Ray Charles Robinson (September 23, 1930 – June 10, 2004) known by his stage name Ray Charles, was a pioneering American pianist and soul musician who shaped the sound of rhythm and blues. He brought a soulful sound to country music, pop standards, and a rendition of "America the Beautiful" that Ed Bradley of 60 Minutes called the "definitive version of the song, an American anthem — a classic, just as the man who sang it."
Frank Sinatra called him "the only true genius in the business." And in 2004, Rolling Stone Magazine ranked Ray Charles #10 on their list of The Immortals: 100 Greatest Artists of All Time
Ray Charles Robinson was born in Albany, Georgia to Bailey Robinson, a railroad repair man, mechanic and handyman, and Aretha Williams, who stacked boards in a sawmill; the two were never married. The family moved to Greenville, Florida, when Ray was an infant. Bailey had two more families, leaving Aretha to raise the family. When Charles was five, he witnessed his younger brother drown in his mother’s large portable laundry tub.
When he was six, Charles began to go blind, becoming totally blind by the age of seven. Charles never knew exactly why he lost his sight, though there are sources which suggest Ray’s blindness was due to glaucoma. He attended school at the St. Augustine School for the Deaf and the Blind in St. Augustine, Florida. He also learned how to write music and play various musical instruments. While he was there, his mother died. His father died two years later.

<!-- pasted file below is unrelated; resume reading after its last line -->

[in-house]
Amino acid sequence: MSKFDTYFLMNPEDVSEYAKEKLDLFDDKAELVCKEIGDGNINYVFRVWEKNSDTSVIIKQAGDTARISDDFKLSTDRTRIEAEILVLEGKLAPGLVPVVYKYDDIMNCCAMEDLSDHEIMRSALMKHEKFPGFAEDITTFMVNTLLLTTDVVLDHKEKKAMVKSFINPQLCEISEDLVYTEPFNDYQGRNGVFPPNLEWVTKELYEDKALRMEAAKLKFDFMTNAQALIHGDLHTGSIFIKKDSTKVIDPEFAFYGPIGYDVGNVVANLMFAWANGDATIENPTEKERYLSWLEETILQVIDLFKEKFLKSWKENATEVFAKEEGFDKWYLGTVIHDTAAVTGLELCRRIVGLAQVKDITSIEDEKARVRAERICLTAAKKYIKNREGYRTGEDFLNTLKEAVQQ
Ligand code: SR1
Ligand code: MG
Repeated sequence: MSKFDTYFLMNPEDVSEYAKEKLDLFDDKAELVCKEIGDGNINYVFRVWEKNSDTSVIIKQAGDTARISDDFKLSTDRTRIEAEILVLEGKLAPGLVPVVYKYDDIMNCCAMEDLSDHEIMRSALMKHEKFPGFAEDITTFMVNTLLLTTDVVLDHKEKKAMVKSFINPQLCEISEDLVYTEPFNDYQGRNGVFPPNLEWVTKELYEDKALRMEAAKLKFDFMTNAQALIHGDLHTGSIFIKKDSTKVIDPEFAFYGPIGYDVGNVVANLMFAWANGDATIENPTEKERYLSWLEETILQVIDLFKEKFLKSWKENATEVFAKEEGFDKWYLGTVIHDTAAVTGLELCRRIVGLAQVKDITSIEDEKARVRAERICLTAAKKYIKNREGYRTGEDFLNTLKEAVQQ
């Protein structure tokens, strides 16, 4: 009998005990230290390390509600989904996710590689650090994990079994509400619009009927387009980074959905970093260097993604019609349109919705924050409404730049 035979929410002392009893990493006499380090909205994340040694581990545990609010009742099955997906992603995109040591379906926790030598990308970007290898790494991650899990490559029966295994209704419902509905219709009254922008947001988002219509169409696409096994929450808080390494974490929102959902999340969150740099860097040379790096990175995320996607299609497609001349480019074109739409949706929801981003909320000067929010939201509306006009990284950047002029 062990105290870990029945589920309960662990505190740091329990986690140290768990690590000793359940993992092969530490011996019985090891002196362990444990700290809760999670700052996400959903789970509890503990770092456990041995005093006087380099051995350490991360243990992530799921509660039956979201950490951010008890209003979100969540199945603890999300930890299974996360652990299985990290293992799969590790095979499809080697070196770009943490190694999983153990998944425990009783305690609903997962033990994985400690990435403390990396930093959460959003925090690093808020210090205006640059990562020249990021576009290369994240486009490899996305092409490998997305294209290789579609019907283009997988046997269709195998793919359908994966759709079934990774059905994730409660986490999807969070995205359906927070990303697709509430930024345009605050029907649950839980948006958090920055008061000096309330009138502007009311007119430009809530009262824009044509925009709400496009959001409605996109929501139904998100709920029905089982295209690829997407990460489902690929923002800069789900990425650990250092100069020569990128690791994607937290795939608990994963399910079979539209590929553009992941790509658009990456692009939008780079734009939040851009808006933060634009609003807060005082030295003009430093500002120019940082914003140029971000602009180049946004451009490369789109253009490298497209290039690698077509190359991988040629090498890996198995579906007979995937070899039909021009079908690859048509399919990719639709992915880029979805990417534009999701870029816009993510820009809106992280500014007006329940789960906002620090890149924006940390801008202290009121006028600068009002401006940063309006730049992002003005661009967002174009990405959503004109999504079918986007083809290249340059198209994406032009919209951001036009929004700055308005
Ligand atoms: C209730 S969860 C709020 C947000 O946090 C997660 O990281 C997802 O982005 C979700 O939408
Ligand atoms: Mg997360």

After he left school, Charles began working as a musician in several bands that played in various styles, including jazz and, in Tampa “with a hillbilly band called The Florida Playboys."
Charles moved to Seattle in 1947 or 1948. He soon started recording, first for the label Swingtime Records, achieving his first hit with "Baby, Let Me Hold Your Hand" in 1951, then signed with Ahmet Ertegün at Atlantic Records a year later. When he entered show business, his name was shortened to Ray Charles to avoid confusion with boxer Sugar Ray Robinson
Almost immediately after signing with Atlantic, Charles scored his first hit singles with the label with the rap-like "It Should Have Been Me" and the Ertegun-composed "Mess Around", both making the charts in 1953. But it was Charles’ "I Got a Woman" (composed with band mate Renald Richard) that brought the musician to national prominence. The song reached the top of Billboard’s R&B singles chart in 1955 and from there until 1959, Charles would have a series of R&B chart-toppers including "This Little Girl of Mine", "Lonely Avenue", "Mary Ann", "Drown in My Own Tears" and "The Night Time (Is the Right Time)". During this time of transition, he recruited a young girl group from New York named the Cookies as his background singing group, changing their name to the Raelettes in the process. In 1959, Charles crossed over to top 40 radio with the release of his impromptu blues number, "What’d I Say", which was initially conceived while Charles was in concert. The song would reach number 1 on the R&B list and would become Charles’ first top ten single on the pop charts, peaking at number 6. Charles would also record one of his finest albums, The Genius of Ray Charles, before leaving Atlantic for a more lucrative deal with ABC in 1959. Hit songs such as "Georgia On My Mind", "Hit the Road Jack" and "Unchain My Heart" helped him transition to pop success and his landmark 1962 album, Modern Sounds in Country and Western Music, helped to bring country into the mainstream.
In 1965, Charles was arrested for possession of heroin, a drug to which he had been addicted for nearly 20 years . It was his third arrest for the offense, but he avoided prison time after kicking the habit in a clinic in Los Angeles. He spent a year on parole in 1966.